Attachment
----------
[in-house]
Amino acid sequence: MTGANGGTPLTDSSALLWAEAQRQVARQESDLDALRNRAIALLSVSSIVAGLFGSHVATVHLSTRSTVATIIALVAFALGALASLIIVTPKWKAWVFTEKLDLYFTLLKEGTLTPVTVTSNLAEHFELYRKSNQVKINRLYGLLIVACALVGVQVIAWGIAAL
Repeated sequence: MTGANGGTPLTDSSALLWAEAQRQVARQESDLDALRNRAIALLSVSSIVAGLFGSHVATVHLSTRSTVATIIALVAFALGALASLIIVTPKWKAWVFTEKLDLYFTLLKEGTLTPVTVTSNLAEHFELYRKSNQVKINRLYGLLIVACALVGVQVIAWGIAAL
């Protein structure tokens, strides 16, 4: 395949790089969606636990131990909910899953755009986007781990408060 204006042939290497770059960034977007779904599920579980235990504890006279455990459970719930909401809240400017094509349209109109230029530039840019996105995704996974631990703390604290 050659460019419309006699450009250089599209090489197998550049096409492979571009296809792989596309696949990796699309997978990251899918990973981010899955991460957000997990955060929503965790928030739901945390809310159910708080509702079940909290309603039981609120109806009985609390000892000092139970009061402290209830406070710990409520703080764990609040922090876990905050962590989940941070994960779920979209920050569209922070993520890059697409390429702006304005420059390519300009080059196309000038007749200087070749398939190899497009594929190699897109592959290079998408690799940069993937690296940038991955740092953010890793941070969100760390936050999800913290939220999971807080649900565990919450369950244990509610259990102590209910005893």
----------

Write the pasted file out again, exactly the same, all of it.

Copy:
[in-house]
Amino acid sequence: MTGANGGTPLTDSSALLWAEAQRQVARQESDLDALRNRAIALLSVSSIVAGLFGSHVATVHLSTRSTVATIIALVAFALGALASLIIVTPKWKAWVFTEKLDLYFTLLKEGTLTPVTVTSNLAEHFELYRKSNQVKINRLYGLLIVACALVGVQVIAWGIAAL
Repeated sequence: MTGANGGTPLTDSSALLWAEAQRQVARQESDLDALRNRAIALLSVSSIVAGLFGSHVATVHLSTRSTVATIIALVAFALGALASLIIVTPKWKAWVFTEKLDLYFTLLKEGTLTPVTVTSNLAEHFELYRKSNQVKINRLYGLLIVACALVGVQVIAWGIAAL
């Protein structure tokens, strides 16, 4: 395949790089969606636990131990909910899953755009986007781990408060 204006042939290497770059960034977007779904599920579980235990504890006279455990459970719930909401809240400017094509349209109109230029530039840019996105995704996974631990703390604290 050659460019419309006699450009250089599209090489197998550049096409492979571009296809792989596309696949990796699309997978990251899918990973981010899955991460957000997990955060929503965790928030739901945390809310159910708080509702079940909290309603039981609120109806009985609390000892000092139970009061402290209830406070710990409520703080764990609040922090876990905050962590989940941070994960779920979209920050569209922070993520890059697409390429702006304005420059390519300009080059196309000038007749200087070749398939190899497009594929190699897109592959290079998408690799940069993937690296940038991955740092953010890793941070969100760390936050999800913290939220999971807080649900565990919450369950244990509610259990102590209910005893």